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Esophageal spasms


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#1 Margaret

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Posted 14 April 2009 - 04:58 AM

Hi Everyone,

For those of you who get esophageal spasms (ES), what triggers them? Do they only come when you are exerting yourselves (like exercise) or after eating or laying down for bed at night or do they occur randomly? I know Gareth's *heart attacks* aren't from his heart because his stress test/heart echo were normal. He is using an albuteral nebulizer before exercising but still in pain whenever he tries to run or walk fast. Any input would be greatly appreciated.

Take care, Everyone.
Margaret

#2 janey

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Posted 14 April 2009 - 08:33 AM

Margaret,
I've never experienced them that I know of. We do have a couple of links on Esophageal spasms. You might find some information there.

Big Hugs,
Janey Willis
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#3 red

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Posted 14 April 2009 - 11:47 AM

Hi Margaret - I get esophageal spasms (ES) mostly when I've eaten something hard or rough, like raw vegetable (salad fixings), a too large or tough piece of meat, and sometimes my medications. I try to avoid what I can, chew very thoroughly and eat slowly, and I won't even attempt bagel, pizza, or steak anymore, not worth the pain. At worst, it's terribly painful, and even a lesser attack gives the very uncomfortable feeling of having something stuck that won't go down. Less often I get them with exertion, usually lifting. Before I had the Nissen fundoplication, I'd get ES with the more severe reflux episodes, couldn't swallow anything down during them, not even saliva. Thank goodness that's gone now!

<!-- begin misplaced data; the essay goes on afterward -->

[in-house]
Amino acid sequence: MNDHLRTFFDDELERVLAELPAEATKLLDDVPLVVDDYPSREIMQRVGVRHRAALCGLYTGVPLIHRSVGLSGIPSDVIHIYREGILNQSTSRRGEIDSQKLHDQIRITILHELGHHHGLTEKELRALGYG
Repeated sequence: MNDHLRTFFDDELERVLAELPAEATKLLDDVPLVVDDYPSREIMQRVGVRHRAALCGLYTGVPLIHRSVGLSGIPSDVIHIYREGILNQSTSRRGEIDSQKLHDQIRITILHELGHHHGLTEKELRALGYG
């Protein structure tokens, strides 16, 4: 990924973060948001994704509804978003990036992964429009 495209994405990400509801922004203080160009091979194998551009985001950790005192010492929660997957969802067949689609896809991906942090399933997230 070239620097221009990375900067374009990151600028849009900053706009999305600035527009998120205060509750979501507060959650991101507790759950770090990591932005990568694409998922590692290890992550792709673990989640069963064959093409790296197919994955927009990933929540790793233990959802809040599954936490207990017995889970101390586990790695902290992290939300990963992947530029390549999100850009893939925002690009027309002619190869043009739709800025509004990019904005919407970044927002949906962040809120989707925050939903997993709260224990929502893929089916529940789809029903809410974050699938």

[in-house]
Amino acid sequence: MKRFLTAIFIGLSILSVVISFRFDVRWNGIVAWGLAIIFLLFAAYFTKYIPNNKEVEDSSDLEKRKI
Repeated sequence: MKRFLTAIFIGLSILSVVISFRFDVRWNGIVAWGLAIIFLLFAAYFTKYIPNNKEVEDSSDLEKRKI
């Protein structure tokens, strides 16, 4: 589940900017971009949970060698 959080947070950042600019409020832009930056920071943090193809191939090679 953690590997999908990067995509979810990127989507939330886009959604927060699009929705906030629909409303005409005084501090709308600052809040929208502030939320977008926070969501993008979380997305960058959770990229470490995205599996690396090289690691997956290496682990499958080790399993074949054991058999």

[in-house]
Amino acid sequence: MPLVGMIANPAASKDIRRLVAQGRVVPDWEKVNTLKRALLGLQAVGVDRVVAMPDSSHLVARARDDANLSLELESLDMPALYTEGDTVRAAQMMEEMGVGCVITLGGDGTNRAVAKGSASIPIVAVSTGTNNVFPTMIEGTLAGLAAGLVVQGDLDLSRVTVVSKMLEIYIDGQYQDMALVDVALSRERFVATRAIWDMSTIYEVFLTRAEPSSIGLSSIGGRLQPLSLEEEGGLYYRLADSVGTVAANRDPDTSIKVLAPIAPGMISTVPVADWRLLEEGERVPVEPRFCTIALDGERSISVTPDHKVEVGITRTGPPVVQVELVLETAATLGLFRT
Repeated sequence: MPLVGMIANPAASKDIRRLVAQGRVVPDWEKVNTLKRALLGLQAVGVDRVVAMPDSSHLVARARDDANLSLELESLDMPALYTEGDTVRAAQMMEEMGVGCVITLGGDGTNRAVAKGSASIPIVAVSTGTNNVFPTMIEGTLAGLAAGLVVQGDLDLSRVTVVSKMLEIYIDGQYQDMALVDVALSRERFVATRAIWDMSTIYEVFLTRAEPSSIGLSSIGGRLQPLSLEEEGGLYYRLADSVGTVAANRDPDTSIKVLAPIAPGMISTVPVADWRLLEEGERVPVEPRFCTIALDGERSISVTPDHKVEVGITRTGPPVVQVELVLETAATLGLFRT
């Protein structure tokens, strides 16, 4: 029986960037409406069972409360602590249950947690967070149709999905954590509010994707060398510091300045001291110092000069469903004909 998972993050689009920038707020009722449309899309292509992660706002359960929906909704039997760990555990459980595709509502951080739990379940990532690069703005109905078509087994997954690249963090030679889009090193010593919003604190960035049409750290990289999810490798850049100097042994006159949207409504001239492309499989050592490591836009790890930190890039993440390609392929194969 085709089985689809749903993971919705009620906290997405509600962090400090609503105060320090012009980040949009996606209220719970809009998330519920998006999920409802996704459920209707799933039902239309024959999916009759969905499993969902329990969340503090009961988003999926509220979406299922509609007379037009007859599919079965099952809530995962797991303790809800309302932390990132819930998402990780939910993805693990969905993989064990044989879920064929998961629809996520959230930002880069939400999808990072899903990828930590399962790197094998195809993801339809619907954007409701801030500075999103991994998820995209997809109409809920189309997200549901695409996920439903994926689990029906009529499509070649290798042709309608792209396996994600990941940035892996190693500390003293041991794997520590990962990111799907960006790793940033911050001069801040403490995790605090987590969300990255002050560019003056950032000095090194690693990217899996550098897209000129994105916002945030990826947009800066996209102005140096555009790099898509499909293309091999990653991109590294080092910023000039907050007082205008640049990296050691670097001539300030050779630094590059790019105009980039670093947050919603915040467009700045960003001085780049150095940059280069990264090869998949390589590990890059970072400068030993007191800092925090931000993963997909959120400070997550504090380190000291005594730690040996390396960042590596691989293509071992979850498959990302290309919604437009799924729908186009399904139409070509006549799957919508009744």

Hope you can figure out why Gareth is having his episodes.

red

#4 summer

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Posted 14 April 2009 - 01:15 PM

Hi Margaret,

I have been suffering from esophageal spasms (ES) since diagnosis 21/2 years ago. They seem to come on randomly, I can wake up in the morning and it's there, and it can last for me up to 48 hours at a time.

It feels as though someone is trying to choke me and is sitting on my chest, and also have breathing problems, it is not very pleasant. My gastroenterologist prescribed me a low dose Nifedipine to take for the spasms. It didn't help at all.

My rheumatologist suggested that I get hemorrhoid cream to start with and rub the cream into my chest, neck area to ease the pain. If this didn't work, she would prescribe a patch that I wear, whenever these attacks occur. I have not had one for a few weeks now, so I can't tell you whether these work. Also, I mentioned this to my cardiologist, and he suggested that I purchase a blood pressure machine, to check my blood pressure, when these attacks occur.

If you need the name of the cream/patch, you are welcome to PM me.

Regards,

Summmer

#5 Shelley Ensz

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Posted 14 April 2009 - 01:57 PM

Hi Margaret,

I've had some esophageal spasms. Luckily I already knew what they were, so I was not alarmed by them. For me, it feels like a charlie horse in the upper chest. They have been brought on by ice cold drinks, and foods or pills that for whatever reason felt harsh or stuck when swallowing. I'm with Red, in that the best prevention is eating slowly and chewing carefully; and for me, being a bit cautious with cold drinks.